“The history of the Perm Region is closely connected with the history of the Gulag. With some degree of conditionality, we can say that the Gulag was born here and it ended here.
At the end of 1925, in the north of the region, the Vishera branch of the Solovetsky Special Purpose Camp (SLON) was created, the prisoners of which were first used in logging and construction of the Vishera paper-pulp-chemical plants. And in the late 80s of the twentieth century, it was in the Perm Region that the last camps for political prisoners in the USSR, which were the heirs of the Gulag, were liquidated.
Forest corrective labor colony No. 6 (ITK No. 6), built in 1942 in the vicinity of the town of Chusovoy, occupies a special place in the history of the Gulag. In 1972, it was on the basis of ITK No. 6 that Perm-36, one of the most famous political camps of the USSR, was formed”.
From the book by Leonid Obukhov “Perm-36. Prehistory”
The system of the GULAG – the Main Administration of the camps – consisted of correctional labor camps, correctional labor colonies and prisons. Camps and colonies differed from each other primarily in terms of imprisonment: in camps up to twenty-five years, in colonies much less. In everyday life, all of them — both camps and colonies – were called camps. In them, prisoners worked outside the camp zones, could move freely inside the camp fences in their free time, and were required to stay in barracks only at night. “Those convicted of the most dangerous crimes” who were kept in locked cells around the clock served their sentences in prisons. Correctional labor colony No. 6 of the UITLK of the Ministry of Internal Affairs of the Molotov region was established in 1942. Until 1946, it changed its location several times. The main work of her prisoners was logging. In 1953, after Stalin’s death and the mass amnesty, the colony’s contingent changed dramatically — it concentrated convicted law enforcement officers: police, prosecutors and courts, NKVD-Interior Ministry officers who served in correctional labor camps and colonies, including some convicted of carrying out repressions under Stalin. In 1972, these prisoners were transferred to another place, and convicts were brought to the zone on charges of committing particularly dangerous state crimes, mostly in anti-Soviet agitation and propaganda. In 1980, a special regime section was created in the camp, in which prisoners were kept, as in prison, in locked cells around the clock. From that time until the end of the communist regime, the Perm-36 camp was one of the main detention centers for Soviet political prisoners.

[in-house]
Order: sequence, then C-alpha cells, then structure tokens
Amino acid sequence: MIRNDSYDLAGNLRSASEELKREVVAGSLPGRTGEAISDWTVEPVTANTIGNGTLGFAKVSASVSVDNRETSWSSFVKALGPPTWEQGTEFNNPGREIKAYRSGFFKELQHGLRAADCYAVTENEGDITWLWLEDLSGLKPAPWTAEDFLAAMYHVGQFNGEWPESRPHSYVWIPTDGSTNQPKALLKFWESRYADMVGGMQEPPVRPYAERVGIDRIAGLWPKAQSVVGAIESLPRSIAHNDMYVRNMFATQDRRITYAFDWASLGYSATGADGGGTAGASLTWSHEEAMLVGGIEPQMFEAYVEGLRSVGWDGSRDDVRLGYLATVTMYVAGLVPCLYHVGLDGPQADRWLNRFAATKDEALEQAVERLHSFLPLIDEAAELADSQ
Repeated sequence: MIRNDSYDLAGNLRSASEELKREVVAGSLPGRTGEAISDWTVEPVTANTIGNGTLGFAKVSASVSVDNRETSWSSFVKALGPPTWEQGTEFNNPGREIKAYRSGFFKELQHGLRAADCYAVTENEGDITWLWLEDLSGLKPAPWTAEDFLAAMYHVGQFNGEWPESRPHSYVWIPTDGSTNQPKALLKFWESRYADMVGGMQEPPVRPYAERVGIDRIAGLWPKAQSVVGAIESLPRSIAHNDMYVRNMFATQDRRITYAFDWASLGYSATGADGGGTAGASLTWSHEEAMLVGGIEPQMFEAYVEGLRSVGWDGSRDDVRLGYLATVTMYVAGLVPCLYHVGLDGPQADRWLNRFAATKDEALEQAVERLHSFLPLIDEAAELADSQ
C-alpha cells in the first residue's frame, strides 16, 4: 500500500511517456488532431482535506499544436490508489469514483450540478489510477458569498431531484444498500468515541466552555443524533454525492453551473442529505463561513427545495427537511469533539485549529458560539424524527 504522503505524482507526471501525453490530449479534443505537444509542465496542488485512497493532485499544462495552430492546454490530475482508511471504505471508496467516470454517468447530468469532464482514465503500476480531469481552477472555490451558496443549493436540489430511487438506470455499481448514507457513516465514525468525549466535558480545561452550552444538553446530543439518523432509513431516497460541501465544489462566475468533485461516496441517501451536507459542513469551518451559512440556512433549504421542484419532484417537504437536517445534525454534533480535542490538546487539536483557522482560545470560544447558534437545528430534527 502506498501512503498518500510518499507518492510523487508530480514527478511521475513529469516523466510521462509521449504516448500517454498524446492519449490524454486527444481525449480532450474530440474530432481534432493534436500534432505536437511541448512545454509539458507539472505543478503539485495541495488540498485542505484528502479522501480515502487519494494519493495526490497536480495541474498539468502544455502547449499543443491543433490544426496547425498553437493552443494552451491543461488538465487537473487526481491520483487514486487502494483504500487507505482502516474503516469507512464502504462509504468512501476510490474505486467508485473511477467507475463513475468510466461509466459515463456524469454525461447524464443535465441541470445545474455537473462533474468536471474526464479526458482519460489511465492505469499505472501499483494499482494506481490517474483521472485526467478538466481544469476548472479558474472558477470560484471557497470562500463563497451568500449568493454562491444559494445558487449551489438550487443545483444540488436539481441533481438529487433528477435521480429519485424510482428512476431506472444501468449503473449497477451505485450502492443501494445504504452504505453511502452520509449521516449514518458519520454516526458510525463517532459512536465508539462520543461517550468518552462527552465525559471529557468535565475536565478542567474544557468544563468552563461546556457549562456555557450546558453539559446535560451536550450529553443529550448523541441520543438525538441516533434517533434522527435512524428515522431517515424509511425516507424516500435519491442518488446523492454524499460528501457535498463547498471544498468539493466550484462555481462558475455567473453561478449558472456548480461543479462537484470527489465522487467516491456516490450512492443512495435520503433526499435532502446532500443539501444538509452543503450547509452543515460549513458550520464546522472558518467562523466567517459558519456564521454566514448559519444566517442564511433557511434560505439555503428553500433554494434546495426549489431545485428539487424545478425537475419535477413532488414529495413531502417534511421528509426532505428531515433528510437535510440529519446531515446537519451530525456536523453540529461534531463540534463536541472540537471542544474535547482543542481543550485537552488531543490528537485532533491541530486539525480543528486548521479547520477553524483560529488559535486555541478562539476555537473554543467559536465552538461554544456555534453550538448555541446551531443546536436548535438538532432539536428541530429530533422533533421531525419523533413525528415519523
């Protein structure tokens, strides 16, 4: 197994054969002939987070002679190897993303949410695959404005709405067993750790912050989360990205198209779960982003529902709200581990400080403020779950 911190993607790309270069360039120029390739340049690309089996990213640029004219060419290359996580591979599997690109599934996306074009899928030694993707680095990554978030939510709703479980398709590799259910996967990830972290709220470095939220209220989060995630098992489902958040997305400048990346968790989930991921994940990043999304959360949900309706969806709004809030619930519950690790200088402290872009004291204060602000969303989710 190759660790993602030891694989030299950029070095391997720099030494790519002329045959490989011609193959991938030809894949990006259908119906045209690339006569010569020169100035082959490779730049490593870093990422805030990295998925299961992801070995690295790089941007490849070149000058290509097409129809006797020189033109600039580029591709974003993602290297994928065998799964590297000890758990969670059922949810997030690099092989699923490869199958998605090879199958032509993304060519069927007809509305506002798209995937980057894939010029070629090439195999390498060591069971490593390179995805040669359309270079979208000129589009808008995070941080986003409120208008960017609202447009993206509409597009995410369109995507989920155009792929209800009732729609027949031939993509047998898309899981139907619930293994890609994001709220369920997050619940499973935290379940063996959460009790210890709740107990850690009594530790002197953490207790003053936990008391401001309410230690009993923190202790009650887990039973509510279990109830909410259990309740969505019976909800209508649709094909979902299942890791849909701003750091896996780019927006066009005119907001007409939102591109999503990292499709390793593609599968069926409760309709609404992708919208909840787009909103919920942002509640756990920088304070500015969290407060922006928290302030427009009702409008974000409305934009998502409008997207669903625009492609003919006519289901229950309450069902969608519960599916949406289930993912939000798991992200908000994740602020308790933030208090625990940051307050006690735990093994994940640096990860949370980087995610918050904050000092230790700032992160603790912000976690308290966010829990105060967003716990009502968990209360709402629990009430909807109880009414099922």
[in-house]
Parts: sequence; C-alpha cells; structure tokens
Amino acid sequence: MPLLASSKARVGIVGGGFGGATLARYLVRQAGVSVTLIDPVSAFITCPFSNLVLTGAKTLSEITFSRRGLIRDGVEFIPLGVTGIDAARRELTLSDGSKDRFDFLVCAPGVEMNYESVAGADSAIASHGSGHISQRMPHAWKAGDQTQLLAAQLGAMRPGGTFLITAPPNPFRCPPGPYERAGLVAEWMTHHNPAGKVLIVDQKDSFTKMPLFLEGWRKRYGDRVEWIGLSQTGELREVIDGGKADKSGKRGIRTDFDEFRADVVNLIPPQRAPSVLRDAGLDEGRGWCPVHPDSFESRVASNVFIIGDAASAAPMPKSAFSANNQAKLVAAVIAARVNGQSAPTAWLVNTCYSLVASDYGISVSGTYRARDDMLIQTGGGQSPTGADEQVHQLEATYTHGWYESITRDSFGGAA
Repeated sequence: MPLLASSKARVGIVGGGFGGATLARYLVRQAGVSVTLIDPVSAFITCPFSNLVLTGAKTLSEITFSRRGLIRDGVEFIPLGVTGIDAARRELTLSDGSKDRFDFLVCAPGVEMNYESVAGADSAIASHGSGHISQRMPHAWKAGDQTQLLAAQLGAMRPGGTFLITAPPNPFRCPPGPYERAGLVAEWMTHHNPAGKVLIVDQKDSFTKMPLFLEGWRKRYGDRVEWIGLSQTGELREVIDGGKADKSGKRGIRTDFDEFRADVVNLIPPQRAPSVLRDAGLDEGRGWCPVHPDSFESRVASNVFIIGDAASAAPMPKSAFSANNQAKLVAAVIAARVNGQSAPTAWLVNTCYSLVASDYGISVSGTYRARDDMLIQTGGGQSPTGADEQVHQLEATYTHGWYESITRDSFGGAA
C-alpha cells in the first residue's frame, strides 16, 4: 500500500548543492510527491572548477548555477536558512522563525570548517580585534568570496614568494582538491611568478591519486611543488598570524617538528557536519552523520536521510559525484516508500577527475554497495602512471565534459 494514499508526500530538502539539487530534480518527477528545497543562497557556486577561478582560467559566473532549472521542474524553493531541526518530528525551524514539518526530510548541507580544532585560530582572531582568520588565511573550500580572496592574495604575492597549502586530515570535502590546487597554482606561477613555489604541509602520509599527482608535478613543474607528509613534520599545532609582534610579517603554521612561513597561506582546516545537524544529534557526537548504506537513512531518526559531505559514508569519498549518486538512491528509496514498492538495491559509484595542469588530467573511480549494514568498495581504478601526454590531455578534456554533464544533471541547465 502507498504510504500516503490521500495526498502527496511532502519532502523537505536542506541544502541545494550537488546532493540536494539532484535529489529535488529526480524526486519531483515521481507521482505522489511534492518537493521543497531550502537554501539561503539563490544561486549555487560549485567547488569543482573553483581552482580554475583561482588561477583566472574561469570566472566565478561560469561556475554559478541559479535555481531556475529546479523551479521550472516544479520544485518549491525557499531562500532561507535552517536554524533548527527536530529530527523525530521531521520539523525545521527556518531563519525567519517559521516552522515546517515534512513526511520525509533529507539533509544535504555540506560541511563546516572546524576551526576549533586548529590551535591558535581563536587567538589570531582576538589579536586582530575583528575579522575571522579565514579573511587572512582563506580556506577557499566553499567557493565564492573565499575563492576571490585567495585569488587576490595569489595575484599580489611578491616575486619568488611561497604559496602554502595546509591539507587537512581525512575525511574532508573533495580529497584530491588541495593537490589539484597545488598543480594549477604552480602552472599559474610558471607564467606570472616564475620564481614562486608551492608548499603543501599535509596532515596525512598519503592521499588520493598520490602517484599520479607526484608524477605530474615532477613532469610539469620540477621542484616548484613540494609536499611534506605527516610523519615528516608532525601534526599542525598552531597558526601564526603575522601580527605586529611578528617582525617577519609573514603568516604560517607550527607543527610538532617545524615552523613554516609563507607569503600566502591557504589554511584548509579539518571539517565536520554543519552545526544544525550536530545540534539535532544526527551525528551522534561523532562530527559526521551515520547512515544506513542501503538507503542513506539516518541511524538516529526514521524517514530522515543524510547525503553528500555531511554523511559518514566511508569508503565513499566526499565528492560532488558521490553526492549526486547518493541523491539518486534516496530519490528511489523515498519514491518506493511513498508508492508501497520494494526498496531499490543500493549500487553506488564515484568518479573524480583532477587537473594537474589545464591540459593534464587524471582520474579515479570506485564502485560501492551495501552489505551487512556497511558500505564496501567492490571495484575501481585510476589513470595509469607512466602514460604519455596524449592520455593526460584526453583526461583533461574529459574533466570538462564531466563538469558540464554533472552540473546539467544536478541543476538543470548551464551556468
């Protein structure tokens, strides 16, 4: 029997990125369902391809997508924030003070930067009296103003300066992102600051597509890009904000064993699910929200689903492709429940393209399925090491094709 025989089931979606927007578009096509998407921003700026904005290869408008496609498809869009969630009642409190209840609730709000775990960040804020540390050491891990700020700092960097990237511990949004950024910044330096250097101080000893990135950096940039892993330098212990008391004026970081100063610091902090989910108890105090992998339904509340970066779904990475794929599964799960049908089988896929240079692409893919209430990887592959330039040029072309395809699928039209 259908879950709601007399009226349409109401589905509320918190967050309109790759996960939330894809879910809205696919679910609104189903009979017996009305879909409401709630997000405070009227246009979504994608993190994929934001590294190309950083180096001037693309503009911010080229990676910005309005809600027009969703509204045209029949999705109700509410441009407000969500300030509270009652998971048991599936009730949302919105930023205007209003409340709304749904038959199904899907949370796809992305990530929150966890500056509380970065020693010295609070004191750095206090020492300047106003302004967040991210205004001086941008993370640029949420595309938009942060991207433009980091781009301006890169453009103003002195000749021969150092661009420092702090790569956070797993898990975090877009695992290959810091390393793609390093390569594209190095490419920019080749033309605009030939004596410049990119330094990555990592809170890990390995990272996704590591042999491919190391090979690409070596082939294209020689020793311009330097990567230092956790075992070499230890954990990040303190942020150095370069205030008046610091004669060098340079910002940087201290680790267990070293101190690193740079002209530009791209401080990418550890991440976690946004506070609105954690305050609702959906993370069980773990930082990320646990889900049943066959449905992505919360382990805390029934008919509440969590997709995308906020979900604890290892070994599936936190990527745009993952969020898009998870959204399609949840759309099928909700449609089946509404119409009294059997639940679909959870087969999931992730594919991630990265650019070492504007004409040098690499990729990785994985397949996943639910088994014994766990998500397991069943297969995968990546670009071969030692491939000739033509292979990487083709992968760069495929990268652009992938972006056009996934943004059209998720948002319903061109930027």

This section of the virtual museum presents three main periods in the history of the camp, best known as Perm-36:
- The period of the GULAG, which officially operated until the death of Stalin (1942 – 1953)
- The period of detention in the camp of convicted law enforcement officers, when it was called the “cop zone” in criminal circles (1953 – 1972)
- The period when the Perm-36 camp was one of the main detention centers for Soviet political prisoners (1972-1988)